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Geoff Kelly Wine Reviews
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Independent reviews of some local and imported wines available in New Zealand, including earlier vintages.

HAWKES BAY BLENDS


In New Zealand,  ‘Hawkes Bay Blend’ is the emerging term for Bordeaux-styled red wines based on merlot and the cabernet-family of grapes,  sometimes with malbec and petit verdot,  and increasingly with a percentage of syrah blended in.  Discreet use of syrah in Hawkes Bay blends offers the potential to make these wines unique in the world,  and does no more than replay common Bordeaux practice in the 1800s.  In a temperate viticultural climate such as Hawkes Bay (or the northern Rhone),  syrah can be very cassisy and cabernet-like.  

Several recent blind tastings have allowed useful comparison of these evolving Hawkes Bay blends with a few recent Bordeaux.  Hawkes Bay Winemakers set the ball rolling with their splendid Hot Red Roadshow on 3rd May 2004,  part of which was a blind evaluation of 12 Hawkes Bay reds with four Bordeaux mixed in.  Subsequently,  some 54 reds were   assembled into a very useful blind tasting.  Later,  Wine Direct presented eight recent Bordeaux in the same 24 hours as the Sacred Hill wines were on display at Regional Wines,  Wellington.  Adding in the 2002 Mills Reef Elspeth Bordeaux blends allowed another blind tasting of 20 very relevant reds.  

The principal conclusion to be drawn yet again is that Hawkes Bay has a climate offering, and matching,  virtually all the subtlety achieved in Bordeaux reds.  This observation was implicit as soon as one delved into one’s case of 1965 Tom McDonald’s McWilliams Cabernet Sauvignon 65/3 long ago,  and has been reaffirmed intermittently since,  never more explicitly than by 1982 and 1983 Te Mata Coleraine.  

In its magically appropriate merlot / cabernet climate,  Hawkes Bay has an inestimable advantage over Australia,  where virtually all mainland districts are too hot to achieve the subtlety and floral finesse which characterises fine wine,  as opposed to big wine.  One needs to look no further than the totality of Australian merlots,  to confirm the truth of this assertion.  

For Hawkes Bay to reach the ultimate complexity Bordeaux has achieved in its best wines, on its finest sites,  will however require a knowledge of site and circumstance which only long experience,  plus real vine age,  can bring.  These imponderables (including the human dimension) make up much of the appeal (and nonsense) currently embraced in the trendy catch-all concept of ‘the importance of terroir’.  Systematic research and evaluation will be a better guide.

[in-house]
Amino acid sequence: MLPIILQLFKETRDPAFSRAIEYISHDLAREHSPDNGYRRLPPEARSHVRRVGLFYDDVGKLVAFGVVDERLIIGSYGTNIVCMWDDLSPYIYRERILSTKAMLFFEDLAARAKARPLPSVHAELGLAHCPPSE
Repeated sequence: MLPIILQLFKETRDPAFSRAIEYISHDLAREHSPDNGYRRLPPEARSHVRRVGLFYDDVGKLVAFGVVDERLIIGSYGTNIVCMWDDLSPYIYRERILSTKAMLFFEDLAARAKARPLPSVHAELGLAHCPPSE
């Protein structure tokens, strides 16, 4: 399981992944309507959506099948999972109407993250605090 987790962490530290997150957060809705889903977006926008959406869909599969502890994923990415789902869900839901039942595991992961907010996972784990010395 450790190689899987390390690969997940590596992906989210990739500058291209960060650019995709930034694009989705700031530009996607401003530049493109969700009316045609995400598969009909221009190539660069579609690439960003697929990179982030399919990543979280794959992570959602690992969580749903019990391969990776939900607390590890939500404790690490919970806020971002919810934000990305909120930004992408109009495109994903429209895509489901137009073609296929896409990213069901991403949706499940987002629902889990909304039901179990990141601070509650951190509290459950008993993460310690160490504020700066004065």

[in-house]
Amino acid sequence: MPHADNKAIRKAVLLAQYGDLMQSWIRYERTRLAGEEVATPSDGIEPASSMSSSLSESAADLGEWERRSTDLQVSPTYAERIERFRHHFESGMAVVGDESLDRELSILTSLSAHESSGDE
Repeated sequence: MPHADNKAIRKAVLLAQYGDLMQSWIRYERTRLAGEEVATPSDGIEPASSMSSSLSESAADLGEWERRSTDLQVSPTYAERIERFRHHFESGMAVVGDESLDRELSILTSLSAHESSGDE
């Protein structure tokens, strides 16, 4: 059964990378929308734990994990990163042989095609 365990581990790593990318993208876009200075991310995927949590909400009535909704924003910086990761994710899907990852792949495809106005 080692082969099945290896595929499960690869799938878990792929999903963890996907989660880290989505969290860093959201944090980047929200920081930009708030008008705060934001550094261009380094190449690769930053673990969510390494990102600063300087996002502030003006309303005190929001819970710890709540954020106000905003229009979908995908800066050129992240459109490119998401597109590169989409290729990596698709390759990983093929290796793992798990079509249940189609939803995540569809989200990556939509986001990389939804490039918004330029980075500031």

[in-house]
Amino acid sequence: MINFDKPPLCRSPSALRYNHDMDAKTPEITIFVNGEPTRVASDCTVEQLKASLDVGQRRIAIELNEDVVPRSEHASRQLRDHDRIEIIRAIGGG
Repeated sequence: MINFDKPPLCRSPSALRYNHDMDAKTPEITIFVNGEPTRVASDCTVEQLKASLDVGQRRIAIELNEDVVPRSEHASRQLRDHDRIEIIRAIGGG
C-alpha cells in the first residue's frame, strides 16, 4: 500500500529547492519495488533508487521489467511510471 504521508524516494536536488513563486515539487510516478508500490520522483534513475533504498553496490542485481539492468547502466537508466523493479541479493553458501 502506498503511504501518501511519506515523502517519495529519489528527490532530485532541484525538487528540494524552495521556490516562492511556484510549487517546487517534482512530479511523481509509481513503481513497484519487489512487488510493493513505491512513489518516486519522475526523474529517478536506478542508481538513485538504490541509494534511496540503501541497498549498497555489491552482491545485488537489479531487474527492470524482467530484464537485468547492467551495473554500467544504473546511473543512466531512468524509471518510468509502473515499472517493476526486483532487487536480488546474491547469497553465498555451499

If a general comment were to be made about our merlot / cabernet blends,  in New Zealand both oak and alcohol are trending higher than is ideal to achieve absolute complexity and finesse in such wines,  when measured against the great cabernet / merlot and related winestyles of the world.  Bordeaux remains the benchmark,  but Italy and California now provide serious competition. To avoid becoming tiresome,  excesses of these components have not been commented on for every offending wine,  but a glance at the given alcohols, which are usually lower than the true alcohols,  should suggest the real picture.  Wine ultimately must work with food,  and oak quite simply doesn’t.  In the new world,  the latterday public predilection for oak is almost the key issue in wine,  closely followed by increasing alcohols.  Some schools of wine-writing unfortunately feed these trends.  Winemakers are ill-advised to pander to popular (including judging) taste in this matter,  particularly while Europe remains a key export market for New Zealand wine.

Where wines have already been reported on elsewhere in these Reviews,  the impressions created in these tastings are presented anew,  irrespective of whether the remarks (or scores) concur.  We constantly need to remember the wise counsel of that late doyen of British winewriters,  Harry Waugh,  that the score given for any wine has meaning only in the context of the wines it is tasted with.  The latterday notion that wines can consistently be scored to unique and repeatable absolute numbers is a vanity.  Quite apart from the human element,  most fine wines are sealed with the variable medium cork,  and each bottle becomes an individual statement.  As André Simon so tellingly said decades ago,  there are no great wines,  only great bottles.  Anybody who has opened,  decanted and critically tasted half a dozen mature samples of the same fine wine,  for a public tasting maybe,  knows this to be true.   GK 5/04

[ These notes were first published in two parts in May and June 2004,  on Regional Wines & Spirits' website ]


CABERNET / MERLOT & RELATED BLENDS

2000  Ch l’Abbaye de St Ferme